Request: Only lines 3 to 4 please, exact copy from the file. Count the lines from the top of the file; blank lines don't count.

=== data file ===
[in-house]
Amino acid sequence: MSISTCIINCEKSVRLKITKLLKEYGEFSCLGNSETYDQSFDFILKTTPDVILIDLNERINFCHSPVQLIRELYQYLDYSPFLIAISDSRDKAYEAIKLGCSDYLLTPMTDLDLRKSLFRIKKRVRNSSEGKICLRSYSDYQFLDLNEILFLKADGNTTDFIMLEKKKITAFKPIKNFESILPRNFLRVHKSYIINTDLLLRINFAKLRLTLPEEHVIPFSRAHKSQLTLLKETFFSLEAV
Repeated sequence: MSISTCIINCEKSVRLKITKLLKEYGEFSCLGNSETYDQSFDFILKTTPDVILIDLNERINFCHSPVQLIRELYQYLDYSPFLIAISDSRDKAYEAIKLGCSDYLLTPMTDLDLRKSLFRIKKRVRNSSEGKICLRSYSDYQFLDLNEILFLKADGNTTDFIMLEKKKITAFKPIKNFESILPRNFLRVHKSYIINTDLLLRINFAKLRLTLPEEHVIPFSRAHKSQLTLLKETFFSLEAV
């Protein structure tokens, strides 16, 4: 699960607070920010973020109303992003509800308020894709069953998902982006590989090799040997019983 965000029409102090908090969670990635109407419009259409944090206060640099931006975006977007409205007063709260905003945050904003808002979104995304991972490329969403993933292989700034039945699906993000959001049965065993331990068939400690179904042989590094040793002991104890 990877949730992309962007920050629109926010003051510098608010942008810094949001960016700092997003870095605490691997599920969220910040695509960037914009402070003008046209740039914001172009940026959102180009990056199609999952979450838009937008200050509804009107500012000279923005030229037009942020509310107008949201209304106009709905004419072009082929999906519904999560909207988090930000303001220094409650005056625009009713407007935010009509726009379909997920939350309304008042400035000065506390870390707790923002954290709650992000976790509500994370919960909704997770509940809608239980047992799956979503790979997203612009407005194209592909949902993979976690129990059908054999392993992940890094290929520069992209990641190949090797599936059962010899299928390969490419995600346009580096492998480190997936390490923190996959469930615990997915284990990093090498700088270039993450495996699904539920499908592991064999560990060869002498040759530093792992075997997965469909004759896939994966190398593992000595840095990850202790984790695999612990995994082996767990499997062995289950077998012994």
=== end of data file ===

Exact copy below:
Repeated sequence: MSISTCIINCEKSVRLKITKLLKEYGEFSCLGNSETYDQSFDFILKTTPDVILIDLNERINFCHSPVQLIRELYQYLDYSPFLIAISDSRDKAYEAIKLGCSDYLLTPMTDLDLRKSLFRIKKRVRNSSEGKICLRSYSDYQFLDLNEILFLKADGNTTDFIMLEKKKITAFKPIKNFESILPRNFLRVHKSYIINTDLLLRINFAKLRLTLPEEHVIPFSRAHKSQLTLLKETFFSLEAV
């Protein structure tokens, strides 16, 4: 699960607070920010973020109303992003509800308020894709069953998902982006590989090799040997019983 965000029409102090908090969670990635109407419009259409944090206060640099931006975006977007409205007063709260905003945050904003808002979104995304991972490329969403993933292989700034039945699906993000959001049965065993331990068939400690179904042989590094040793002991104890 990877949730992309962007920050629109926010003051510098608010942008810094949001960016700092997003870095605490691997599920969220910040695509960037914009402070003008046209740039914001172009940026959102180009990056199609999952979450838009937008200050509804009107500012000279923005030229037009942020509310107008949201209304106009709905004419072009082929999906519904999560909207988090930000303001220094409650005056625009009713407007935010009509726009379909997920939350309304008042400035000065506390870390707790923002954290709650992000976790509500994370919960909704997770509940809608239980047992799956979503790979997203612009407005194209592909949902993979976690129990059908054999392993992940890094290929520069992209990641190949090797599936059962010899299928390969490419995600346009580096492998480190997936390490923190996959469930615990997915284990990093090498700088270039993450495996699904539920499908592991064999560990060869002498040759530093792992075997997965469909004759896939994966190398593992000595840095990850202790984790695999612990995994082996767990499997062995289950077998012994």